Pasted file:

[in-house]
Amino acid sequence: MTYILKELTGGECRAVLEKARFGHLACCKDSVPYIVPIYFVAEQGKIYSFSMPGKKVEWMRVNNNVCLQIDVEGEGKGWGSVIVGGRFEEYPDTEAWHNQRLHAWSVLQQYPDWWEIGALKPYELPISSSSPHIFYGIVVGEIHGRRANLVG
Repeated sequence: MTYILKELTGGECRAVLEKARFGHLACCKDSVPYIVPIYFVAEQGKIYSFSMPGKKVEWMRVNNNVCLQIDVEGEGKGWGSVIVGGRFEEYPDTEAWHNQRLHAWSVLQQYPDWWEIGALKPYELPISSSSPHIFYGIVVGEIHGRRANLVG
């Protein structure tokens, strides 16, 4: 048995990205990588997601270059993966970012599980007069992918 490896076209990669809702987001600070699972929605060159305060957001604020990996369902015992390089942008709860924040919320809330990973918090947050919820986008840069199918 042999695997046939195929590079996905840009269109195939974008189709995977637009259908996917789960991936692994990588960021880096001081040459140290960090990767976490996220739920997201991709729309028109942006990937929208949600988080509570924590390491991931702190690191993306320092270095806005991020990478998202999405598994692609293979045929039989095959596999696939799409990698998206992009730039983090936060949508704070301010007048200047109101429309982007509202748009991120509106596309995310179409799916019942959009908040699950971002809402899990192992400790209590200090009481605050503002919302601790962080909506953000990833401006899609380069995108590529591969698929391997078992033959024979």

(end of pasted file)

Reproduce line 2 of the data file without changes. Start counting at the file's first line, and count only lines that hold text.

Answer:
Amino acid sequence: MTYILKELTGGECRAVLEKARFGHLACCKDSVPYIVPIYFVAEQGKIYSFSMPGKKVEWMRVNNNVCLQIDVEGEGKGWGSVIVGGRFEEYPDTEAWHNQRLHAWSVLQQYPDWWEIGALKPYELPISSSSPHIFYGIVVGEIHGRRANLVG